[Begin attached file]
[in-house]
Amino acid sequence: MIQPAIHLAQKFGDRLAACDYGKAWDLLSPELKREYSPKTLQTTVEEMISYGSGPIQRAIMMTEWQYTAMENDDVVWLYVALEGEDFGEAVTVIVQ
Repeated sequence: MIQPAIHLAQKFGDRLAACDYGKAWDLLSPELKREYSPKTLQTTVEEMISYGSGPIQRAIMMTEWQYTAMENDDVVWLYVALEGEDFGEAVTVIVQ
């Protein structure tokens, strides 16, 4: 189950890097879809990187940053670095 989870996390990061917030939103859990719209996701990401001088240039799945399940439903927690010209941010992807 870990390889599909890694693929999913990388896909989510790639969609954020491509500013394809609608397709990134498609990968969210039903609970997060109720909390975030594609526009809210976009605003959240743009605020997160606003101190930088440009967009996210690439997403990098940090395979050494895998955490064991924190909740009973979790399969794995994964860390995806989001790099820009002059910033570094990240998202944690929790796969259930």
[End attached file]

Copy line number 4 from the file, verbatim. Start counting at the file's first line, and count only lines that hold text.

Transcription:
């Protein structure tokens, strides 16, 4: 189950890097879809990187940053670095 989870996390990061917030939103859990719209996701990401001088240039799945399940439903927690010209941010992807 870990390889599909890694693929999913990388896909989510790639969609954020491509500013394809609608397709990134498609990968969210039903609970997060109720909390975030594609526009809210976009605003959240743009605020997160606003101190930088440009967009996210690439997403990098940090395979050494895998955490064991924190909740009973979790399969794995994964860390995806989001790099820009002059910033570094990240998202944690929790796969259930």